SG – Shane Heal
The blonde bombshell whose mouth was as sharp as his shooting, Heal is also one of Australia’s most decorated international players and to his credit has produced in some big games. He represented the Australian Boomers at the 1992, 1996, 2000 and 2004 Olympics, captaining the team in 2004 in Athens. Heal also represented Australia at numerous FIBA World Championships but his most famous moment came against the USA “Dream Team” in a warm up match for the 1996 Olympic Games in Atlanta. The game was played at the Delta Center in Salt Lake City and was won 118-77 by the “Dream Team”. Heal dropped the hammer to lead all scorers with 28 points including hitting 8 of 12 three pointers. Heal had a running battle with NBA superstar Charles Barkley during the game with the two almost coming to blows at one point, though they hugged in mutual respect on-court after the game.
SF – Joe Ingles
Another South Aussie just pips the other one mainly because he’s not done yet either with his international career and is showing that by inking a new deal with the Utah Jazz. Ingles debuted at the 2008 Olympic Games but it was at the 2010 FIBA World Championship where Ingles came of age averaging 10.3 points, 3.0 rebounds and 2.2 assists in six games. At the 2012 Olympics, Ingles was the second-highest scorer for the Boomers after Patty Mills in six games finishing with averages of 15.0 points, 5.0 rebounds and 4.2 assists per game. Ingles then averaged 7.8 points, 3.1 rebounds and crucially for Australia’s shooters 3.2 assists per game at the 2016 Olympics. A worthy selection for the backup small forward.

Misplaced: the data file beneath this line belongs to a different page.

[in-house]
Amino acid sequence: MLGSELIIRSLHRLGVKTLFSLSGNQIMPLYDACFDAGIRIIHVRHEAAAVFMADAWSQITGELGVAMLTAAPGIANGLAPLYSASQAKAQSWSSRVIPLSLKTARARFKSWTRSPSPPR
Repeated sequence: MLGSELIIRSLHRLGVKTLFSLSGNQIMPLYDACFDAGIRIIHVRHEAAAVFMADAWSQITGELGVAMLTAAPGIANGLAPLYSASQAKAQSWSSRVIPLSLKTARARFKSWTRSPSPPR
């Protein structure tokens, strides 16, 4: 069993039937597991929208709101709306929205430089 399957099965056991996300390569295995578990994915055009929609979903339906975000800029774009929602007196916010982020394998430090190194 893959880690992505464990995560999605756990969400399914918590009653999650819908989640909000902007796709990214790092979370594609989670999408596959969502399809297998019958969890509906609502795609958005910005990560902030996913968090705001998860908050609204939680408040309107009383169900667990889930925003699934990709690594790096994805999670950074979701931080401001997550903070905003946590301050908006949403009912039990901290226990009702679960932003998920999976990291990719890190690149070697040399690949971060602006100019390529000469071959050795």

PF – Andrew Vlahov
When you’re on the international stage, you do need an enforcer to come off the bench and give you some intensity and the former Perth Wildcat fits that mould. Vlahov was a four-time Olympian playing with the Boomers at the 1988, 1992, 1996 and 2000 Olympic Games. He also won the Andrew Gaze Medal in 1991 and 1993. When the team was down you could always count on fiery Vlahov to muscle your team back into a contest so he gets a singlet as the back-up power forward.
C – David Andersen
How good was this guy at the 2016 Rio Olympic Games playing his role to an absolute tee. He burst onto the scene as one of the Aussie internationals in Europe appropriately at Greece in Athens 2004. Andersen then made the Boomers squad for the 2008 Olympic Games where he wasn’t at his best but the standout came in the 2012 Olympic Games starting all six Boomers games and averaging 12 points and 6 rebounds per game. He returned to help the Boomers secure the 2013 FIBA Oceania Championships and again in the 2015 FIBA Oceania Championship. Andersen remains one of the highly underrated players of all time for Australia but at least if that’s the case then auditions are open post basketball career for Tom Green impersonators.
G – Damian Keogh
First reserve in a tough call is veteran guard Damian Keogh. The 6’4 (194 cm) shooting guard or small forward had an international career of 16 years and included three Olympic Games (1984, 1988, 1992). He Played 207 games for Australia between 1981 and 1994, Keogh also competed at three world championships in 1982, 1990 and 1994. Has shown over the journey he’s a great team and link player so perfect for the reserve guard/small forward spot.
F – Sam Mackinnon
“Slammin” Sam was one of the Boomer favourites and brings many tools in a reserve player you want to call upon off your bench. Athletic and a quality shooter, he competed in the 1996, 2000 and 2004 Olympic Games. In 2007, he was also named captain of the Boomers squad for the 2008 Beijing Olympics Qualifying Series against New Zealand.
So here is the final team after all the analysis, let us know what you think below!
PG Phil Smyth
SG Ed Palubinskas
SF Andrew Gaze
PF Mark Bradtke
C Luc Longley
PG Patty Mills
SG Shane Heal
SF Joe Ingles
PF Andrew Vlahov
C Dave Andersen
G Damian Keogh
F Sam Mackinnon
Honourable mentions: Matthew Dellavedova, Chris Anstey, Brad Newley and Brett Maher